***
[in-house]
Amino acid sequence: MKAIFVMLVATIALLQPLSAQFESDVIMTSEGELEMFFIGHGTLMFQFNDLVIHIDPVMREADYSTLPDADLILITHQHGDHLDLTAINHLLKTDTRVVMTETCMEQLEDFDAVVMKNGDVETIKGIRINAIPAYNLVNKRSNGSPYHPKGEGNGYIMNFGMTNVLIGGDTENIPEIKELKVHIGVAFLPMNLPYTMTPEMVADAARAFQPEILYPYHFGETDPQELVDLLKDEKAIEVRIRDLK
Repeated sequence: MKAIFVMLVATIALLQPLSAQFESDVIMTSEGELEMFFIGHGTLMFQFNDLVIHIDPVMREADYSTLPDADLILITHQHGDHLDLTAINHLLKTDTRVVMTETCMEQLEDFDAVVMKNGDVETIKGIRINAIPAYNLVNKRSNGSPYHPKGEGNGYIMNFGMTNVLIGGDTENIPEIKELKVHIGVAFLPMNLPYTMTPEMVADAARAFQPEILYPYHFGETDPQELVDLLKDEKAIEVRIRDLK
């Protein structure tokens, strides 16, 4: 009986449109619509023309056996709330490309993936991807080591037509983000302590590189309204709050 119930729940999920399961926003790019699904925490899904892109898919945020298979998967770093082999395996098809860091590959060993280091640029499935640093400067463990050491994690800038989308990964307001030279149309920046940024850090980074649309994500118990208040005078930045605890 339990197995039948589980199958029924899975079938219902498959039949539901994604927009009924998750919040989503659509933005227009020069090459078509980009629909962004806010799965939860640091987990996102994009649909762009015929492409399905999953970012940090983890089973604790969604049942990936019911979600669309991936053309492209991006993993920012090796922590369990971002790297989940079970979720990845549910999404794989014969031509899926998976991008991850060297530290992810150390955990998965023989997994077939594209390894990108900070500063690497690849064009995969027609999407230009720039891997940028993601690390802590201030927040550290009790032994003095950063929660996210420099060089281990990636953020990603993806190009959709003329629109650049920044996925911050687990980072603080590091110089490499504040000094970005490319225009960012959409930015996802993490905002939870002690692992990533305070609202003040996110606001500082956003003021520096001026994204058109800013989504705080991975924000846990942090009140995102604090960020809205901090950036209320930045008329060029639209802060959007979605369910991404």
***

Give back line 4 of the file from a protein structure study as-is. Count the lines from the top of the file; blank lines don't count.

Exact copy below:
């Protein structure tokens, strides 16, 4: 009986449109619509023309056996709330490309993936991807080591037509983000302590590189309204709050 119930729940999920399961926003790019699904925490899904892109898919945020298979998967770093082999395996098809860091590959060993280091640029499935640093400067463990050491994690800038989308990964307001030279149309920046940024850090980074649309994500118990208040005078930045605890 339990197995039948589980199958029924899975079938219902498959039949539901994604927009009924998750919040989503659509933005227009020069090459078509980009629909962004806010799965939860640091987990996102994009649909762009015929492409399905999953970012940090983890089973604790969604049942990936019911979600669309991936053309492209991006993993920012090796922590369990971002790297989940079970979720990845549910999404794989014969031509899926998976991008991850060297530290992810150390955990998965023989997994077939594209390894990108900070500063690497690849064009995969027609999407230009720039891997940028993601690390802590201030927040550290009790032994003095950063929660996210420099060089281990990636953020990603993806190009959709003329629109650049920044996925911050687990980072603080590091110089490499504040000094970005490319225009960012959409930015996802993490905002939870002690692992990533305070609202003040996110606001500082956003003021520096001026994204058109800013989504705080991975924000846990942090009140995102604090960020809205901090950036209320930045008329060029639209802060959007979605369910991404």